Oct 09 2008

PowerPoint Ninja Toolbox: Drawing Guides

Any aspiring PowerPoint ninja needs to be familiar with a subset of important features within PowerPoint. Through a series of PowerPoint Ninja “toolbox” articles, I will cover some of these key features. Whether you’re using PowerPoint 2003 or 2007, the Drawing Guide feature is very useful as you design new slides.

One of the keys to creating professional-looking PowerPoint slides is to ensure text and objects are properly organized and aligned on your slides. You can enable the Gridline feature so that the background of your slide canvas displays a gridline pattern. I find the gridlines to be a little distracting as I design slides, and I prefer the drawing guides, which can be repositioned anywhere on the slide canvas.

Unfortunately, this feature is a little hard to find in PowerPoint 2007, but those who are curious and persevere will be rewarded. To enable drawing guides, the simplest approach is to click on an object and then go to the Drawing / Picture Format tab on the Ribbon. Under the Arrange section of the Ribbon, you will find an Align button. When you bring up the Align menu, at the very bottom of it you will find “Grid Settings”, which opens up a pop-up window. When you check the drawing guides checkbox and click okay, a horizontal and vertical guide will appear on your slide canvas.

Under the Drawing / Picture Format Tab, you will find the Align button within the Arrange section.

Under the Drawing / Picture Format Tab of the Ribbon, you will find the Align button within the Arrange section. You can enable the Drawing Guides within the Grid Settings pop-up.

The drawing guide feature is the bo staff of PowerPoint. Drawing guides can serve as useful rulers to help you align your text and clip art on any slide. In many cases, you can align objects and text using the Align feature (see left dropdown menu in the image above). However, the Align feature doesn’t always work well for unusual shapes or groups of mixed objects. In these cases, the drawing guides can be used to visually align objects.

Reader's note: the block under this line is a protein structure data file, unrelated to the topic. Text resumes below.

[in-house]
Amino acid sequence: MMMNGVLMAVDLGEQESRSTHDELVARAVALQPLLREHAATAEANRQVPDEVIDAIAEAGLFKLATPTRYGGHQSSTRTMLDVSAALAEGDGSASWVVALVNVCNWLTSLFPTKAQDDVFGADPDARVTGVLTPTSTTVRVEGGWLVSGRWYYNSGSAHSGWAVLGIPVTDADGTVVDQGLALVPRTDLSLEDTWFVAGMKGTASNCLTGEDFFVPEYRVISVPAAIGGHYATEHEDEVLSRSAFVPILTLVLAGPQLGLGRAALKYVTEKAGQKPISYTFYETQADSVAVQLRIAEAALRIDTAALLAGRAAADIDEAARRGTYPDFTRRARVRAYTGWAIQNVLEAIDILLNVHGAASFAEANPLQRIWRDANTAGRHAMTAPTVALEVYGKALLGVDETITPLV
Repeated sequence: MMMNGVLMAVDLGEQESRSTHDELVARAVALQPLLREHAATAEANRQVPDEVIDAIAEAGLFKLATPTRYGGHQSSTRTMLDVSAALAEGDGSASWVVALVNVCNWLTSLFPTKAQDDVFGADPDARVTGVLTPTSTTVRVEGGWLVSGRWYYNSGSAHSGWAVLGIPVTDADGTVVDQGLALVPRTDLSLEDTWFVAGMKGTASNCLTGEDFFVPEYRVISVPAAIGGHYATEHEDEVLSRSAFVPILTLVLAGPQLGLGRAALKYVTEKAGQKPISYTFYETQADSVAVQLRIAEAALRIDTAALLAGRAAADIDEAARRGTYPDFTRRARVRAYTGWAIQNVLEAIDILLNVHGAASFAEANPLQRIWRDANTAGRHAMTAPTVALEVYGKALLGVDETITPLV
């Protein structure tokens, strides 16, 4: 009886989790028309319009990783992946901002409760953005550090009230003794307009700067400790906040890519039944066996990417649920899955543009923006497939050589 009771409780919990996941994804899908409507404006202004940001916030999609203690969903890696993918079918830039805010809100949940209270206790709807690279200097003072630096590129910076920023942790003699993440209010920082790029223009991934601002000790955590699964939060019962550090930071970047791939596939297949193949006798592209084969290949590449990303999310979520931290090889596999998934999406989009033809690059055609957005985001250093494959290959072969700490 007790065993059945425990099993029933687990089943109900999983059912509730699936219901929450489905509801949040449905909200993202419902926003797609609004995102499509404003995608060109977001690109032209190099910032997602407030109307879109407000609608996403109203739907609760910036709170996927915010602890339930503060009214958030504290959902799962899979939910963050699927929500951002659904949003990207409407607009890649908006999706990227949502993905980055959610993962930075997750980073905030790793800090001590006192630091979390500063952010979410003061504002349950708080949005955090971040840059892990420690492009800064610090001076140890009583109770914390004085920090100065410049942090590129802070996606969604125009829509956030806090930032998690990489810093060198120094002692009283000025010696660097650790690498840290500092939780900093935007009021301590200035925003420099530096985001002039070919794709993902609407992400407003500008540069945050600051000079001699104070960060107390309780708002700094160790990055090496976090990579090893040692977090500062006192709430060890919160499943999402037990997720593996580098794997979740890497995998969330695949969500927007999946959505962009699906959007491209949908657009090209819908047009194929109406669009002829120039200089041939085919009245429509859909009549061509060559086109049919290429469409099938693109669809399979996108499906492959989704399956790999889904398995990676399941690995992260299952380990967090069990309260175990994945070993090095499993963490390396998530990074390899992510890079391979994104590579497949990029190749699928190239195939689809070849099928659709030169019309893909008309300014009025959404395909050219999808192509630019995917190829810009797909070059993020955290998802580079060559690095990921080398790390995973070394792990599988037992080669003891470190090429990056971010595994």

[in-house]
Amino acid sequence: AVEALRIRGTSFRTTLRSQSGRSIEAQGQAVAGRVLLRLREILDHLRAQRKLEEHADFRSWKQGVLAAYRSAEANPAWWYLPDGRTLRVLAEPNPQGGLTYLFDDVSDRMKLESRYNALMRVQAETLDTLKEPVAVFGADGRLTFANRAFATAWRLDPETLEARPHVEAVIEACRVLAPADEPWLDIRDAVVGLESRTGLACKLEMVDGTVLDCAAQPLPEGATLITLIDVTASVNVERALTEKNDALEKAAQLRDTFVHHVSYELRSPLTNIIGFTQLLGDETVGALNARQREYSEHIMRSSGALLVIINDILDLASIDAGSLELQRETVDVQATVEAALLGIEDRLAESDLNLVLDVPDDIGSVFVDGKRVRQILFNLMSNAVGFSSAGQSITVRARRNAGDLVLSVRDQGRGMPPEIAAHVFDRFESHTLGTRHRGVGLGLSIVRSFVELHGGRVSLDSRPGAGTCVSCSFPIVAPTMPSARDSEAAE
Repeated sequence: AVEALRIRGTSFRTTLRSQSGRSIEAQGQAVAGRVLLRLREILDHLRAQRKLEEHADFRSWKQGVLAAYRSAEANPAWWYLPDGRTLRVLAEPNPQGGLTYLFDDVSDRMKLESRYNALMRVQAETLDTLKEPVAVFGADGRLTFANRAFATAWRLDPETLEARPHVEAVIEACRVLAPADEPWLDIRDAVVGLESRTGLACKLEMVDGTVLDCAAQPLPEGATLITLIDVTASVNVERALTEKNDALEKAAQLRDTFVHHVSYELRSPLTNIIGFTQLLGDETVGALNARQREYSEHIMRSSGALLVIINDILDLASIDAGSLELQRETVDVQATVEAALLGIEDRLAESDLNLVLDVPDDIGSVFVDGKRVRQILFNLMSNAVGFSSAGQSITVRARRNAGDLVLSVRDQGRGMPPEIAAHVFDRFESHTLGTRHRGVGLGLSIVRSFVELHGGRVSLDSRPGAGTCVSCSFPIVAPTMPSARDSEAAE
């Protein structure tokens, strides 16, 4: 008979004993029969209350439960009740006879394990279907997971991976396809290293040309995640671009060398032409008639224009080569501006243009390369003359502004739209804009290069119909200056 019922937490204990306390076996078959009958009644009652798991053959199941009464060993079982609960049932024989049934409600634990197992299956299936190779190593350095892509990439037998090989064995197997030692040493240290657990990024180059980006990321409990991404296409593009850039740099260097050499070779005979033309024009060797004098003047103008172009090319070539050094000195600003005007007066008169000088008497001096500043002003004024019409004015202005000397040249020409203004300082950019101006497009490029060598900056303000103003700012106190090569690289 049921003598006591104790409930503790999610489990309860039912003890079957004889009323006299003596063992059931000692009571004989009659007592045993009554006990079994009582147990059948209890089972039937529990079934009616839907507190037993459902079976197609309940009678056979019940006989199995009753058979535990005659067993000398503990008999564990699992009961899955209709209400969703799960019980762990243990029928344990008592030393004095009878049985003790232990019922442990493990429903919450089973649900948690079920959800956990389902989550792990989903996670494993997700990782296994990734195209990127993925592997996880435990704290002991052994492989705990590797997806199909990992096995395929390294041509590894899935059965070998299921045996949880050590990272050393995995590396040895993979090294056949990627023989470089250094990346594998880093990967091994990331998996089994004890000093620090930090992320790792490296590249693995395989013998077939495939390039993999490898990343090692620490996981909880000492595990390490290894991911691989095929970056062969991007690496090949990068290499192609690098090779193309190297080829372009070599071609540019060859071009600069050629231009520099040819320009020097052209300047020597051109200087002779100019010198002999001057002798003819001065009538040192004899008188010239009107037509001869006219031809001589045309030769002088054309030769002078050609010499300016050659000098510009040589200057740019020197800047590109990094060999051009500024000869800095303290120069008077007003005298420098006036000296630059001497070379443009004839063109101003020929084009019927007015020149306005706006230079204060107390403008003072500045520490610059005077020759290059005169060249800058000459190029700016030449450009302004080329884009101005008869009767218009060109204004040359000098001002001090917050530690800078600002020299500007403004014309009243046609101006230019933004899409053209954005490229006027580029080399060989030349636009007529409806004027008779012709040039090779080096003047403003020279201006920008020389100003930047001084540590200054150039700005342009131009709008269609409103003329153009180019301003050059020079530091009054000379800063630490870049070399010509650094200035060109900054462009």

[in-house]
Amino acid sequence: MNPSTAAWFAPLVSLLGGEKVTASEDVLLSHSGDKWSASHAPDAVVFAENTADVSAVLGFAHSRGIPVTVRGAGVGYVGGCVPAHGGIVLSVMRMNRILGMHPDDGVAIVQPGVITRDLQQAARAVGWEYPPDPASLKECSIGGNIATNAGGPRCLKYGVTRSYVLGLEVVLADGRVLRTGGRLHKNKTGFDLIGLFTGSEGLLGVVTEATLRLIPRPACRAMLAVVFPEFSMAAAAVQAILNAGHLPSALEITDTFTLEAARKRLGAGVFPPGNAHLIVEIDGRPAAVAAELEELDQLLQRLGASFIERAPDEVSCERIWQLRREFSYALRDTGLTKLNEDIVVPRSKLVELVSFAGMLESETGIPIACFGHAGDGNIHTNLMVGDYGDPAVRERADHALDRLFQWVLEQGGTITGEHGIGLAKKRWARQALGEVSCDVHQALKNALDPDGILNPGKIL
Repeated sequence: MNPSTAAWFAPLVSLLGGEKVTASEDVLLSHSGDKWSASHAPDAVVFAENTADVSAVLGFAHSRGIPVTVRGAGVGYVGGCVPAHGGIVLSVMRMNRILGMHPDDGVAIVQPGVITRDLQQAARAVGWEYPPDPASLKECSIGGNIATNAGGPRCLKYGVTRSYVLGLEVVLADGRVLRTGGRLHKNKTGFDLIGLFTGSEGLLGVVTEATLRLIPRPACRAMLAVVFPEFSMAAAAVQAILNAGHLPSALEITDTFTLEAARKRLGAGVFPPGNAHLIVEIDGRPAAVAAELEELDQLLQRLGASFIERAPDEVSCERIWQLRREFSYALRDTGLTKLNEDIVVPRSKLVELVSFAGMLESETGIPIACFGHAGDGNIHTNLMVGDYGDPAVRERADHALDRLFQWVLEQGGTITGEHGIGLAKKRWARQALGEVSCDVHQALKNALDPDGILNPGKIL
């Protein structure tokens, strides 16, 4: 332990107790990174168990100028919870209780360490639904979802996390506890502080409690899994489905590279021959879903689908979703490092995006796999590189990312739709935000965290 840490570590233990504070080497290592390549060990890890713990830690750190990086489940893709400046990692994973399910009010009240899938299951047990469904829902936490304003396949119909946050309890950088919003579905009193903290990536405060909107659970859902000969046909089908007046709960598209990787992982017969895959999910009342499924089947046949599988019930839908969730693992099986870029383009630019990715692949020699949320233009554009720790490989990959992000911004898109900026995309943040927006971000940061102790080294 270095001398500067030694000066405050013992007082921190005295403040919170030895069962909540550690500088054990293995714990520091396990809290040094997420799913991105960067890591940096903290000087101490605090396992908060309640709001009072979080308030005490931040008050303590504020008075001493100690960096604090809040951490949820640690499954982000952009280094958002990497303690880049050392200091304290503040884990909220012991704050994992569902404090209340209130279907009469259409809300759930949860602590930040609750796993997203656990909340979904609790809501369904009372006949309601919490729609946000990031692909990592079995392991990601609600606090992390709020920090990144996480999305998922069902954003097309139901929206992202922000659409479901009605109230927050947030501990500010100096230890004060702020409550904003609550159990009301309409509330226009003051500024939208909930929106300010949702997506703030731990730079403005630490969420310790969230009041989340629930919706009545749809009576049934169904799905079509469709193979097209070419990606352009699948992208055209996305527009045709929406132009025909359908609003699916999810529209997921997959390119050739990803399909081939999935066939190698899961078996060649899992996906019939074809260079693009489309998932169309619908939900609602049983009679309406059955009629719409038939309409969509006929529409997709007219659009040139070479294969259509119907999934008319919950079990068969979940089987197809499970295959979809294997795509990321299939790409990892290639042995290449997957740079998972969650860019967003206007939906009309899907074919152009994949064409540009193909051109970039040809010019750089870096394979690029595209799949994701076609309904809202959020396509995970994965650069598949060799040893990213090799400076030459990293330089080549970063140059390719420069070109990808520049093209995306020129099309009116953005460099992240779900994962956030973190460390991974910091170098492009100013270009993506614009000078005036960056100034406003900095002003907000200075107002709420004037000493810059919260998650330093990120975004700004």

If you’re trying to line up objects consistently across multiple slides, you can place drawing guides in specific locations to help with positioning objects on each slide. You can create multiple guides by holding the Ctrl button and dragging a drawing guide (up to 8 vertical and horizontal guides). Using this approach, drawing guides can establish a consistent layout for your slides when it is required. If you add one too many guides, simply drag it off the screen to remove it.

Drawing guides can be used to ensure multiple slides adhere to the same layout.

Drawing guides can be used to ensure multiple slides adhere to the same layout.

If you are re-sizing a drawing or cropping a picture, you can position the guide exactly where you want to expand or crop to, and then as you edit the item, PowerPoint will snap your editing to the guide. This design technique can be a time saver as you’re working on slides with multiple images.

Guides can be used for cropping pictures and adjusting objects.

Guides can be used for cropping pictures and adjusting objects.

(Visited 1,589 times, 1 visits today)

Tags: , , , , , ,

5 Responses to “PowerPoint Ninja Toolbox: Drawing Guides”

  1. Lindsey says:

    Thanks for the articles. I’m just starting to get to know PowerPoint 2007; and finding it difficult. I was surprised to see how they hid the guide feature. But I was relieved that at least the shortcut key Alt+F9 still works to show/hide the guides! (Shift + F9 will show hide the grids.)

  2. Gina says:

    The guides are so useful, I don’t know why Microsoft keeps hiding them deeper and deeper with each release. Thanks for uncovering their current location.

  3. Matt says:

    This is HUGE! I feel so sorry for the poor people who are still struggling with manually aligning objects (just like I was 5 minutes ago)!

  4. Ian says:

    I use this all the time and sometimes end up with 20+ drawing guides on the screen. Can they all be removed (with the exception of the two “default” guides), i.e. NOT by just switching the option off?

Leave a Reply